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S - Still Living at Home

S – Still Living at Home – C Eggleston

CASEY EGGLESTON

About a century ago, it was expected that a young woman would stay at home with her parents until she was married.  Since then, America’s views on marriage, commitment, independence, success, and women’s rights have drastically changed.  Living away from family is now valued in America.  Living away from your family means that you are independent, successful.  Since the recent economic struggle began in 2008, it seems that more and more men and women have to return home to live with their parents.  Even as people are moving back in with their parents and staying there for longer, living at home still seems synonymous with a “failure to launch” or being unsuccessful.

I moved back home after graduating from undergrad in May 2012, and I began graduate school in my hometown the very same month.  I was met with mixed reaction from my peers.  Some said “I’d live off of my parents for as long as possible if I had the choice!  Do it as long as you can.”  Others said “That’s going to be so hard – moving from college independence back home?  I could never do that.  I mean, I love my family, but it’s just time to be out on my own.”

Both points are valid.  For me, it made financial sense to move back home while going to graduate school since I didn’t have the money to support myself independently yet.  My parents were willing to let me live at home without rent, which really helped me out.  There were also things that my parents and I did have to get used to as well.  Namely, that they wanted to know where I was going to be and when I was going to be home.  It’s somewhat easier for them not to worry when I was away from home and doing my own thing at college.  When I am living with them, it is easier to worry or think about me not being home when expected, and it can really make my parents worry.  Both of us had to make compromises.  They had to trust that I was going to be as safe as possible, and I had to communicate my schedule with them a little bit more.  Though this was something I wasn’t use to doing since before college, it also was a good crash course in how to live with other people and respect their feelings, not only mine.  It made me a more conscientious person, something that sometime we can lose sight of when we are living for ourselves in college.  I definitely think learning to compromise now will help in the future when you are living with a roommate or spouse.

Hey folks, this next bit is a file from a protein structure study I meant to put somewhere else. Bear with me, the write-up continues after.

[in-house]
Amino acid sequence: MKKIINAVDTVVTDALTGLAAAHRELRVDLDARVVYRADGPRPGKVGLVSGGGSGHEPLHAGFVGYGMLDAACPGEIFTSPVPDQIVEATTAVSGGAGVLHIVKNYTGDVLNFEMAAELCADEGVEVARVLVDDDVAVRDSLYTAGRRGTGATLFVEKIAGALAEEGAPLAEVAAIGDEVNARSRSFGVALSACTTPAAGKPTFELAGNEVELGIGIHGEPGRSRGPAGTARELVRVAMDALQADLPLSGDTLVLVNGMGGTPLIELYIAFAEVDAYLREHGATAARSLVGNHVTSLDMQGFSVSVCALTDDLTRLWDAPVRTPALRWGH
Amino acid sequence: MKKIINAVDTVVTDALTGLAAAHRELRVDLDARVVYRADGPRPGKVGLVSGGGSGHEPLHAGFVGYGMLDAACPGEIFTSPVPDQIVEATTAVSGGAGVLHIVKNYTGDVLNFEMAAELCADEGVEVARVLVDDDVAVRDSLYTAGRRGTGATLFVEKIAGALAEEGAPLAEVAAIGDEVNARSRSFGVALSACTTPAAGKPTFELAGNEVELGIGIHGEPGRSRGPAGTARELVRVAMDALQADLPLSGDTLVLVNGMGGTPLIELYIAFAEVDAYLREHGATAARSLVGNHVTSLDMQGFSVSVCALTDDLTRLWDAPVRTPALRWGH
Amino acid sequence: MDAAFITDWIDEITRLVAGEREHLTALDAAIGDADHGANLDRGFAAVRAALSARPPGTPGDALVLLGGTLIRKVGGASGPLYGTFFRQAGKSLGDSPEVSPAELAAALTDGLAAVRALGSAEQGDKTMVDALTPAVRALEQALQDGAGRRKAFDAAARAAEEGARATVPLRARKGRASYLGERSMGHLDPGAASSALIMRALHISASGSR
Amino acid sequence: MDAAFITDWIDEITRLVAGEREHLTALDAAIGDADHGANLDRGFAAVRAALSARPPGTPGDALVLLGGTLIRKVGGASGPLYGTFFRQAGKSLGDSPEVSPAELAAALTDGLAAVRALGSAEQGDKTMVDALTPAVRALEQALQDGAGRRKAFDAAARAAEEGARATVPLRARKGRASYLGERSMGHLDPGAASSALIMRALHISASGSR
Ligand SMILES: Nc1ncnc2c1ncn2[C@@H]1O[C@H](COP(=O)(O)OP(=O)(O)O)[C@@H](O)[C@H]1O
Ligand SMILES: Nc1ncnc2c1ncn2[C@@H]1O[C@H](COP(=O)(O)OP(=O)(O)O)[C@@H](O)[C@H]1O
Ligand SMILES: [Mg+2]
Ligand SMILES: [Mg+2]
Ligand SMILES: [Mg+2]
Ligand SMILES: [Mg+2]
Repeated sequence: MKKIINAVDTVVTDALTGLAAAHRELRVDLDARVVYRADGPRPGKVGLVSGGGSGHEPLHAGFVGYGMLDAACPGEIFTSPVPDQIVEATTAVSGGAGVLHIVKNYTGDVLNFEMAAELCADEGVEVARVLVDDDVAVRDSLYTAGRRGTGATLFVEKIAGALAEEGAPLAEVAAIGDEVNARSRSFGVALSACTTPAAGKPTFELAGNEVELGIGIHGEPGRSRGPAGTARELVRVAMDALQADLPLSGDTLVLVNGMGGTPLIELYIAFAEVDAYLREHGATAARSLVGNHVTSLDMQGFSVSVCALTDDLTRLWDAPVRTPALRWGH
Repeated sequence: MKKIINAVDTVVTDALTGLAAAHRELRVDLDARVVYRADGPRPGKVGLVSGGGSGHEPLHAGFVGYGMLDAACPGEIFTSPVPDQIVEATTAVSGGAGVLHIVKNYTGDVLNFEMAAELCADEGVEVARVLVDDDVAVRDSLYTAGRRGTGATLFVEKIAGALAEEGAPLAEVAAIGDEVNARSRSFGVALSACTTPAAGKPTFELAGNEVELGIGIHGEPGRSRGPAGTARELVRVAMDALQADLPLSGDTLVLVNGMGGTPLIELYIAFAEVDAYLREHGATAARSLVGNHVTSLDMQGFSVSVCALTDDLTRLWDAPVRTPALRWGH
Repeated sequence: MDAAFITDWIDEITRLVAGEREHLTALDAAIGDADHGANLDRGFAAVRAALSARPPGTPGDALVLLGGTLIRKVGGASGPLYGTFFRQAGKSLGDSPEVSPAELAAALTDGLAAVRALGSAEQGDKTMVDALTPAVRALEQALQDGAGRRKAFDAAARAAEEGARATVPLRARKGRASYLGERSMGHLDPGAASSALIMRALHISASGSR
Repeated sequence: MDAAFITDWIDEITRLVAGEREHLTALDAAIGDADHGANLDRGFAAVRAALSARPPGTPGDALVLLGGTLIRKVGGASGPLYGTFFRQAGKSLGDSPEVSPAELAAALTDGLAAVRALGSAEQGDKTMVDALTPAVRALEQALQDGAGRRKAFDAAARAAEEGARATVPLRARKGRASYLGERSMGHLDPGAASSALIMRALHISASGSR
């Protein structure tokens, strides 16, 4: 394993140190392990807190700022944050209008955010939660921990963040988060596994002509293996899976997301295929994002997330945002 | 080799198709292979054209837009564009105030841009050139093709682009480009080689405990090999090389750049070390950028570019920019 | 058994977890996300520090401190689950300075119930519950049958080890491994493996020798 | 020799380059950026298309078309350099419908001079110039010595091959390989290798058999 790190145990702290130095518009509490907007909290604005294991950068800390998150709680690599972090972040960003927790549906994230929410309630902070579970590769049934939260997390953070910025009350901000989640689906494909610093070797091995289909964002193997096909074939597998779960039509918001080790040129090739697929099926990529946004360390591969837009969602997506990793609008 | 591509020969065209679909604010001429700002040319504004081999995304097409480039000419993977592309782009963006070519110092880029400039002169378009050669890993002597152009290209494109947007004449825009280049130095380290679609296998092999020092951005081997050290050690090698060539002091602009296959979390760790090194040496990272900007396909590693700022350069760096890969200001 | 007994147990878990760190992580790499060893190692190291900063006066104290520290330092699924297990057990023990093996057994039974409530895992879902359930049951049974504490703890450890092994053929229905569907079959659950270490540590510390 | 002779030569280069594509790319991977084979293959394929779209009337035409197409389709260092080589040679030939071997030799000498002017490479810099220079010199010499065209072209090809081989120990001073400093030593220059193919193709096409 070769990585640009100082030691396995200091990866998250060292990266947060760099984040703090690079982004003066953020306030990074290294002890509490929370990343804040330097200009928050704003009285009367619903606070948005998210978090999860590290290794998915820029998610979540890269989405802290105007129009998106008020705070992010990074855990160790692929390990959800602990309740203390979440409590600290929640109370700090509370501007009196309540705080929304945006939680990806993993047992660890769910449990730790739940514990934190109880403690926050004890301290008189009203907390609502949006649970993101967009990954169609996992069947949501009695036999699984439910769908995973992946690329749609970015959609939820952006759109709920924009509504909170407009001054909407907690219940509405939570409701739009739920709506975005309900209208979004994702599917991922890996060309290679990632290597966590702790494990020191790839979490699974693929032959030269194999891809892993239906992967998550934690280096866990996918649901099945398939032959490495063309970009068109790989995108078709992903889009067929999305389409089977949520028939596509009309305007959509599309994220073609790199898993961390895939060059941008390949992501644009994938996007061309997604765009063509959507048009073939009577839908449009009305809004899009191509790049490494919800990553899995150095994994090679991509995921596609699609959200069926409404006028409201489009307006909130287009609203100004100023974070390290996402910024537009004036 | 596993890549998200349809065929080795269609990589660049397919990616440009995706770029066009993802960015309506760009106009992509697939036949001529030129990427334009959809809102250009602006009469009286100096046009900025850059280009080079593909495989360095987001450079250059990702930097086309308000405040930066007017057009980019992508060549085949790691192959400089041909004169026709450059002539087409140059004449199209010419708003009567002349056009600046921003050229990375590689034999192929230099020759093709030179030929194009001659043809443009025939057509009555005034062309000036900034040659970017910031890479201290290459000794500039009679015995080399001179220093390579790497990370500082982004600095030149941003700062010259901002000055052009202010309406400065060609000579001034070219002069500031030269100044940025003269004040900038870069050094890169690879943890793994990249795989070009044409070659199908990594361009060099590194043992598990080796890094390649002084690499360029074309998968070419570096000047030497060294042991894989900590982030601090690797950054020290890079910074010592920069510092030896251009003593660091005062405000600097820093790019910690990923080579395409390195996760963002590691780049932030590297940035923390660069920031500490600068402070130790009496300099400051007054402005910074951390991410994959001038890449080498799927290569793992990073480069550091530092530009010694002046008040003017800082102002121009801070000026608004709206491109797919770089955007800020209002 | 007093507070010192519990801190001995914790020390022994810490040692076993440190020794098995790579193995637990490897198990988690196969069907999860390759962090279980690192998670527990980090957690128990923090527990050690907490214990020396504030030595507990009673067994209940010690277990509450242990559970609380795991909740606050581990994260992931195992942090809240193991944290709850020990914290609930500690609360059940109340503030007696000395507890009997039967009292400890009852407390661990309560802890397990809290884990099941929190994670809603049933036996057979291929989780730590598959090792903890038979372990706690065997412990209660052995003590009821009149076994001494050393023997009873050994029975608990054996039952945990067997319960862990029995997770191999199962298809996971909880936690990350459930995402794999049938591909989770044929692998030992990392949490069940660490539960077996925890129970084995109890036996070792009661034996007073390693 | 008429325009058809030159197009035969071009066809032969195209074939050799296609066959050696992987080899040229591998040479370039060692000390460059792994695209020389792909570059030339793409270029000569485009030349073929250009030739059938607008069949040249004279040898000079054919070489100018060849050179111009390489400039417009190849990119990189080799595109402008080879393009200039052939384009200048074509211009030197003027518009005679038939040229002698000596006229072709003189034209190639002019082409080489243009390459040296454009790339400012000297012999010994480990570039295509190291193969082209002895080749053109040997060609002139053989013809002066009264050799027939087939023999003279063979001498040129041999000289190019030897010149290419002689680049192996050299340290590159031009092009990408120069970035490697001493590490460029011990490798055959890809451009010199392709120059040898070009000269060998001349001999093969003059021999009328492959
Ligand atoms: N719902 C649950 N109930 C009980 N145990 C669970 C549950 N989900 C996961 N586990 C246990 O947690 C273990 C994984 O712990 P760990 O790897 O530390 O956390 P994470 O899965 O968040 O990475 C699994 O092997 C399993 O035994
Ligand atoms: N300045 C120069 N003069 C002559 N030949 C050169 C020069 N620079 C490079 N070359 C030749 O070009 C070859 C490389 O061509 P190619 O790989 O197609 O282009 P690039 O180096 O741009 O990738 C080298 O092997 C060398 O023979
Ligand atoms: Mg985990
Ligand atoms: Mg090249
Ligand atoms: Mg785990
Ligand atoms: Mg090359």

Now, I’ve been offered a job and have put in my application for my own apartment.  Looking back, I’ve realized what a blessing this extra year with my parents has been.  Living at home after college was not like living with them when I was younger.  I was a different person after my four years away and they were different as well.  My parents and I had grown and could now have a more adult, equal relationship.  I also realized that this would be the last time in my life that I would spend with my parents full-time.  I took the opportunity to learn more about them and their past.  Family stories have been a great blessing to me because it helps shed light on where I’ve come from as I begin to set out on my next chapter in life.

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Casey is about to graduate with her masters of social work (MSW) in May 2013 and will be starting a job in treatment foster care.  She also sings, plays guitar, dances, takes pictures with her Canon SLR, writes, sews, quilts, and does pretty much anything else that’s crafty.  She one day hopes to be published, adopt children from across the world, and become fluent in american sign language.

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